Well sinkers constructed wells. Usually, well sinking was not their main occupation. Most of them were generally occupied in construction works, since wells were built only in the summer and there was a limited demand due to the high cost of their construction. Master craftsmen undertaking to build wells used to have four or five assistants who gradually learnt the work from them and they could later become masters themselves.
Wells were usually built near ravines that indicate the presence of water, while well sinkers took also into account the presence of other wells in the region. The diameter and the depth of the well depended mainly on the cost afforded by the owner. Of course, the bigger the well, the higher was the cost. At first, they dug with pick and shovel a shallow round pit of a diameter of two to tree metres at a selected spot. Then, two workers entered the pit and started digging in depth. They estimated that the thickness of the circumference of the well, made of gravel, would cover about fifty centimetres, so they left the respective space in the centre to fit the water bucket and the windlass.
After digging about ten metres in depth, they mounted a small windlass (winch), where crates and a sack (as a counterweight) were attached with ropes, to lift the excavated earth and stones. Two workers were into the pit, digging and loading the winch with earth and stones, and the other two pulled up and emptied the crates. In case they found large stones while digging, they had to “smash” them. This was made by using dynamite, gradually blowing up (since it was too dangerous) parts of the stone. This procedure lasted until they found “moisture”, meaning water. Usually, this happened in ten to fifteen metres depth. Otherwise, they stopped.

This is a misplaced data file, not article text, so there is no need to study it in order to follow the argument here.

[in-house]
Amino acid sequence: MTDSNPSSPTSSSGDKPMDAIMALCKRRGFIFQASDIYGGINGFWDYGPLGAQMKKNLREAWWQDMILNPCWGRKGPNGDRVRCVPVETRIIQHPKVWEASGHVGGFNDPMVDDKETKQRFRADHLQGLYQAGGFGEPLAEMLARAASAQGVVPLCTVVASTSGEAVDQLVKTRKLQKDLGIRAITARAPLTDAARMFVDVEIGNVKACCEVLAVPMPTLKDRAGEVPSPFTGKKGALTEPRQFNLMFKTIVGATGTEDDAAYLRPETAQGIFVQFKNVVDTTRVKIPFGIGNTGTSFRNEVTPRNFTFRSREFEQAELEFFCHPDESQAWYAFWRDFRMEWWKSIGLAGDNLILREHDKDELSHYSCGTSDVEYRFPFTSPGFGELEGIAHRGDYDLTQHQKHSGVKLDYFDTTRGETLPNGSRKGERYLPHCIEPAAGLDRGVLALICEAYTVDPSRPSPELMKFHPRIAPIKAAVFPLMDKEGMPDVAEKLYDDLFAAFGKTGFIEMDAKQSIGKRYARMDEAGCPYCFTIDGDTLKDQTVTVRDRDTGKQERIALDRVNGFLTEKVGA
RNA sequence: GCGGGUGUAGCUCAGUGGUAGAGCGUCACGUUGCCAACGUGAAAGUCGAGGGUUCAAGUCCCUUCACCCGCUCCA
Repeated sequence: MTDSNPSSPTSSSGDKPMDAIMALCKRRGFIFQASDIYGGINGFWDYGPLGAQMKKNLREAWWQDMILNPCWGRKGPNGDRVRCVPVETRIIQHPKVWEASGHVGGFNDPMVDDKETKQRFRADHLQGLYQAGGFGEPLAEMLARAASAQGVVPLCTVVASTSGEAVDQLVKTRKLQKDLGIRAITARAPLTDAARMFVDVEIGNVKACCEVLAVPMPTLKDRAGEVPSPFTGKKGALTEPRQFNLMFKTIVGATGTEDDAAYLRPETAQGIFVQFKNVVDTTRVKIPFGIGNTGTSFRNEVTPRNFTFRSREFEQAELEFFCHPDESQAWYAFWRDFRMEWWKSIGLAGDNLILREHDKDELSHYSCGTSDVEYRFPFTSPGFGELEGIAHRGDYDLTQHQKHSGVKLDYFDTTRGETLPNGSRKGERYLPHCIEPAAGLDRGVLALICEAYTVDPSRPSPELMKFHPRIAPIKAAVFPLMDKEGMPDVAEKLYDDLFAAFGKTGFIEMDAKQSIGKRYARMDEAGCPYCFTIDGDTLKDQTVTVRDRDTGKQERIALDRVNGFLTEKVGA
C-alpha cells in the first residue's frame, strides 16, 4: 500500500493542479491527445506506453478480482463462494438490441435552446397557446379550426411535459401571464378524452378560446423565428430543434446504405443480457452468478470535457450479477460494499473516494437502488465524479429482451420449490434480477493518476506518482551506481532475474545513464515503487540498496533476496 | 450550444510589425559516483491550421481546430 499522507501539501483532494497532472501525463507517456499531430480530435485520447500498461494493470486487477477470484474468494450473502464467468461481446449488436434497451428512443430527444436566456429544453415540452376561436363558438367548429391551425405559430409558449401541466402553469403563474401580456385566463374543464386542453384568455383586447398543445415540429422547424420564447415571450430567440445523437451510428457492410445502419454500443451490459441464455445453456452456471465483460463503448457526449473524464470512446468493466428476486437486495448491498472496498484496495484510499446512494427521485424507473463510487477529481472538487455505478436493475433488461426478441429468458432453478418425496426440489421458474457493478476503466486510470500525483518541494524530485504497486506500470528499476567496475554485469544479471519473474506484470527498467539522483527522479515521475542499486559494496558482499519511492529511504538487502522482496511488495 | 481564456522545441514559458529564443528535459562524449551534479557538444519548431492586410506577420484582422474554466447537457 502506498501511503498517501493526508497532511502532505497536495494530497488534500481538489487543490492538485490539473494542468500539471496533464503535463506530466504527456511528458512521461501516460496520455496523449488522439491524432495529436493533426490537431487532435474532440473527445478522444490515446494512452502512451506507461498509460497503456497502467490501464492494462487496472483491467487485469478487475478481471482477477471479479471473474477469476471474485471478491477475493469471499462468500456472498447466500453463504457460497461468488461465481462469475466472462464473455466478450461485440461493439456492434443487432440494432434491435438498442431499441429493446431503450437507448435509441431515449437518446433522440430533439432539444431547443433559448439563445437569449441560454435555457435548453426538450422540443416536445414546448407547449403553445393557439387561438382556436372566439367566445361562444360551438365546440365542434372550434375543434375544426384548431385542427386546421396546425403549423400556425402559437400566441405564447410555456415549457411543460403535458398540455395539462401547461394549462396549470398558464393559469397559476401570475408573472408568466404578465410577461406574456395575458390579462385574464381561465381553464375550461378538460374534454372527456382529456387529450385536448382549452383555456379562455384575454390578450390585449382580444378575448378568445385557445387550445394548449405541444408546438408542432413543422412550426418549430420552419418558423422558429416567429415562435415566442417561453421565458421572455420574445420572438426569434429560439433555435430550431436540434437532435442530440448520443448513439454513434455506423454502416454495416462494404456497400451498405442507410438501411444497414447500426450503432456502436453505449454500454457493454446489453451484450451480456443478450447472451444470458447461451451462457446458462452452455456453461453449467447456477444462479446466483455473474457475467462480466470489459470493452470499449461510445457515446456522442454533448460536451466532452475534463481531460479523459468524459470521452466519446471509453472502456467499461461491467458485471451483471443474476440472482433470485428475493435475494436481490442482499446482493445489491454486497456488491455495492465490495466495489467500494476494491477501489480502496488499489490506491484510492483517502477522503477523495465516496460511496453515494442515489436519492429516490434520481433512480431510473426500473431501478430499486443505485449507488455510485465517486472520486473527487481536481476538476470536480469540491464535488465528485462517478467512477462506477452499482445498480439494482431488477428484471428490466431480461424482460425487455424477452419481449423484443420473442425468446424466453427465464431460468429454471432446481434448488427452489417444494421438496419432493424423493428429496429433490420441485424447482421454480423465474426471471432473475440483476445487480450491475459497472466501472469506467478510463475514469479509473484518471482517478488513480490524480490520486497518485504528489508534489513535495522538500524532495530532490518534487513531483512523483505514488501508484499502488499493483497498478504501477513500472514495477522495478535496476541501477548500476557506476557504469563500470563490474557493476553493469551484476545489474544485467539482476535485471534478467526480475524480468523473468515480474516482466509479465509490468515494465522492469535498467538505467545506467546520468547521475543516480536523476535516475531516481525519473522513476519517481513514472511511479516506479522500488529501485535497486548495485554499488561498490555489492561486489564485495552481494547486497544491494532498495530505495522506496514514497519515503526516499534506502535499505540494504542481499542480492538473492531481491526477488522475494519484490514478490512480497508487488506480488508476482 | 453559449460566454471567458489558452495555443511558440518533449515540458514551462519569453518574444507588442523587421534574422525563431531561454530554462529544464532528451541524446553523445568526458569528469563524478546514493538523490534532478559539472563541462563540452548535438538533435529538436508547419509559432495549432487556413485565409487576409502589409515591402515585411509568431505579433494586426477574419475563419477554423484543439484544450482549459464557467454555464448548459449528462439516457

As soon as they found water, they started building the well from the bottom and upwards. Two persons were into the well and with the help of the small winch took stones and placed them vertically to the surface of the pit and covered them with gravel. The entire construction seemed like a dry stone wall, so that the water drained into it, without being absorbed by the inside walls. As soon as the well was built upward and approximately at one metre high, or as they said, it “gained height”, they made “small foot planks”, that is, constructions like small wooden “steps”, on which they stepped to keep on building upwards.
During the digging and the building, when the pit was relatively deep the workers used a ladder to go up and down, whereas when it was deep enough they used the small winch: they placed it (after greasing it) on two pieces of wood like a fork, where a rope with a hook was attached, on which the worker was tied to move upwards or downwards. Nowadays, well sinkers are few, since wells are no longer necessary for the water supply, and most of the times are built for decorative reasons.
- Interview with Theodosis Moustidis [well sinker], in Chios, 11/07/2005